US National Broadband Plan: good in theory…

The FCC has published its National Broadband Plan – you can get it here from the horse’s mouth. We haven’t finished reading the 376 closely printed pages of exhaustive detail quite yet (we’re on page 62), but we do have some initial thoughts about the plan based on what we already knew, what’s in the recommendations, and what we’ve read so far.

In brief, it looks good in theory, but the proof of the pudding will be what the complex US market structure turns it into in practice. In addition, in terms of global impact, we see the National Broadband Plan as another piece of evidence for the Telco 2.0 concept that telecoms is increasingly too important to be left to the telcos.

The growing influence of Governments and Regulators on broadband is a major theme in the broadband business models strategy report we’re about to publish, and will be examined in detail at the 9th Telco 2.0 Executive Brainstorm in London, 28th-29th April 2010.

Ducts, poles, and trenches

The Plan is strong on the holes-in-the-ground aspect of telecoms. It clearly recognises that open access to infrastructure is vital for the upgrade to fibre. Further, it should perhaps be considered a law that open access is appropriate at the level which is most expensive to replace – nobody thinks operators should provide open access to their core routers – and the plan is clear that the important bit is making it possible for new fibre to be attached to existing poles or blown through existing ducts at sensible rates. The FCC intends to review the regulatory settlement in so far as it applies to attachment (American for duct access), special access, the US equivalent of wholesale line rental, and national roaming in mobile.
Specifically, the original text states:

Recommendation 4.7: The FCC should comprehensively review its wholesale competition regulations to develop a coherent and effective framework and take expedited action based on that framework to ensure widespread availability of inputs for broadband services provided to small businesses, mobile providers and enterprise customers…and Recommendation 4.8: The FCC should ensure that special access rates, terms and conditions are just and reasonable.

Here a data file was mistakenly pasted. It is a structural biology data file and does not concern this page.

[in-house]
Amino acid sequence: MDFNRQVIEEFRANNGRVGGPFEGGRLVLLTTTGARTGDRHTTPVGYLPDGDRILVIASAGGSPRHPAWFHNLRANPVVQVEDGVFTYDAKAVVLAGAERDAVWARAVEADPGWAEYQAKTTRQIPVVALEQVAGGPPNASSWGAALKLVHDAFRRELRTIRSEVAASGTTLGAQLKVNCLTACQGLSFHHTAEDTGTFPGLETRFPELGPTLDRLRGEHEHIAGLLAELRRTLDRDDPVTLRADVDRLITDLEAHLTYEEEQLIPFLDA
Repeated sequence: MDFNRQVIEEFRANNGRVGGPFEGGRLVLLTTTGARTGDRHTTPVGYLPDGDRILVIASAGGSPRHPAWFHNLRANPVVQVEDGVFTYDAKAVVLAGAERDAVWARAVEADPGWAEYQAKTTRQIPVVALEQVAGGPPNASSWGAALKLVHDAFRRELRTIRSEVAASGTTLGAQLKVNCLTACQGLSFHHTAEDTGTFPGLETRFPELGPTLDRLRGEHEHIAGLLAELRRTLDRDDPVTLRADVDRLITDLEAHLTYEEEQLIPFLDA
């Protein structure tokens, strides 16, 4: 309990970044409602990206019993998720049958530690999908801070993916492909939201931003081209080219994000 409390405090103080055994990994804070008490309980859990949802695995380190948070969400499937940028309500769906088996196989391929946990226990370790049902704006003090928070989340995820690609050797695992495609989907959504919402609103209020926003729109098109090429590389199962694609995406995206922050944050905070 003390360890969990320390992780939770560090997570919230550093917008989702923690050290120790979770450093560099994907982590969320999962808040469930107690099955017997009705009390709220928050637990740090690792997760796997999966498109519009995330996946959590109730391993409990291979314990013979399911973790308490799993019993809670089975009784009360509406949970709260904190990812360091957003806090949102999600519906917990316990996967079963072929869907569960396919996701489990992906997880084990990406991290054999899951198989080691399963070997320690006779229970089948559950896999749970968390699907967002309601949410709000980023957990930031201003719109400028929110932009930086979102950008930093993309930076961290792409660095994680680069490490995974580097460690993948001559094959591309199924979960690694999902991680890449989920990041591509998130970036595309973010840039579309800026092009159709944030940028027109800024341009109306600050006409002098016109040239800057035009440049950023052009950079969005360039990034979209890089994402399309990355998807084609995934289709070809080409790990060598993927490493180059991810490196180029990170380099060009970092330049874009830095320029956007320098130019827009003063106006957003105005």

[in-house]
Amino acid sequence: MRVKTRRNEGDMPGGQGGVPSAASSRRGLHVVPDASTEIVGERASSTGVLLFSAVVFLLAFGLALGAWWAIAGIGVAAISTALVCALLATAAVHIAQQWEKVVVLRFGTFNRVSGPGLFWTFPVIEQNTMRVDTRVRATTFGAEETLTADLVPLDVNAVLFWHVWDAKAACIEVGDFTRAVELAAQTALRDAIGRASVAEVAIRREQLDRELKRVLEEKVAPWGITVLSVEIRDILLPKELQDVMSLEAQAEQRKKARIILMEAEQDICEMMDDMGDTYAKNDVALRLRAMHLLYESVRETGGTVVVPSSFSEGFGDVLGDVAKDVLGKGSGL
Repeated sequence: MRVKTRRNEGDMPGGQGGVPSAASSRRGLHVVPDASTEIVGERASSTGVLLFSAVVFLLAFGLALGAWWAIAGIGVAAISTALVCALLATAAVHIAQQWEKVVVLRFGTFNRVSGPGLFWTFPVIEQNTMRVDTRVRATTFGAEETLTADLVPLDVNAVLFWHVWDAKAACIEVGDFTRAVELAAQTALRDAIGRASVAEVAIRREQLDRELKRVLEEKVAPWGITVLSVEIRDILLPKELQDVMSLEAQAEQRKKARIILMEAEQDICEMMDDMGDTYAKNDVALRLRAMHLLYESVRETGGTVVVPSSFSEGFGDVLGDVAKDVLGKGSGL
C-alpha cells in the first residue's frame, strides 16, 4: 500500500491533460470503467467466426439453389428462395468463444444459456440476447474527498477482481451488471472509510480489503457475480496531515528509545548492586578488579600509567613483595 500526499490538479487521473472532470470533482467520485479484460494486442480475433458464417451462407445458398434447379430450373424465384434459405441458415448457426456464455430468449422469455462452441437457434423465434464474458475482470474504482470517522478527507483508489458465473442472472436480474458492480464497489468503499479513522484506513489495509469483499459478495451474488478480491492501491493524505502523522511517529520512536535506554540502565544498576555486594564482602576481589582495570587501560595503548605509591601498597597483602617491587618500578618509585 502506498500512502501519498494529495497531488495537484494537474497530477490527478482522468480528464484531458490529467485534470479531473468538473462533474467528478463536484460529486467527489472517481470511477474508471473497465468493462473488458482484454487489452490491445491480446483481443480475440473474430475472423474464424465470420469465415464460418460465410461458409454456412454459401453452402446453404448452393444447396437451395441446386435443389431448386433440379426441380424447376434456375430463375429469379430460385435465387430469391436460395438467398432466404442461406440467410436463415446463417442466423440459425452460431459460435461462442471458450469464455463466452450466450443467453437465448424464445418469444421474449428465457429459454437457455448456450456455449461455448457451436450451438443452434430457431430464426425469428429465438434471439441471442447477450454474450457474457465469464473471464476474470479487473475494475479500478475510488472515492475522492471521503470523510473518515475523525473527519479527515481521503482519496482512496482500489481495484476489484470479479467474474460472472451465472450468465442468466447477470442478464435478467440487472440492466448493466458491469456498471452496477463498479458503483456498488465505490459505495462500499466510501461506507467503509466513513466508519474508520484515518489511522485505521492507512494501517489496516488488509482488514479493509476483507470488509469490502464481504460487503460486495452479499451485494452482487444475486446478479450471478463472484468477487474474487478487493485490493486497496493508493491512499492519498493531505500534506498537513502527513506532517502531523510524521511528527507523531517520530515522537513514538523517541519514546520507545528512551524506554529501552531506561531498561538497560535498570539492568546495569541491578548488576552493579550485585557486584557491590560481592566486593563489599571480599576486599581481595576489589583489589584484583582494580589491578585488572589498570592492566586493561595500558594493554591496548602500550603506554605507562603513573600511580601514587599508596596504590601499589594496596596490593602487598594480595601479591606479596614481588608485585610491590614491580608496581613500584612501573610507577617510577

Get the facts

Another significant element of the plan is data collection and public information. The FCC has initiated the procedure necessary to issue a new regulation forcing telcos/ISPs to provide a wider range of data, and crucially to provide data about actual performance rather than their advertised “up to…” speeds. NIST is mandated to prepare a common technical standard for broadband instrumentation and definitions. It also seems they’re going to require more disclosure of who owns what infrastructure, where, which is a crucial pre-requisite for open access. All the FCC’s data returns will be collated and published on the Web through a new Broadband Data Repository.

This is an important political step – in the run-up to the Plan, data has been a difficult subject, with projects like California’s Broadband Map running into heavy opposition from the incumbent operators. After all, disclosure sheds light on how badly served some places are, leads to requests for attachment and special access from competitors, and also permits unwelcome comparisons of current service with the promises made by the RBOCs to state governments in the 1990s. This is a bitter political issue in many places – for example, Verizon committed to provide 45Mbit/s service to the bulk of New Jersey in exchange for generous tax breaks and regulatory reliefs, which didn’t happen. Sara Wedeman’s awful experience with this is instructive.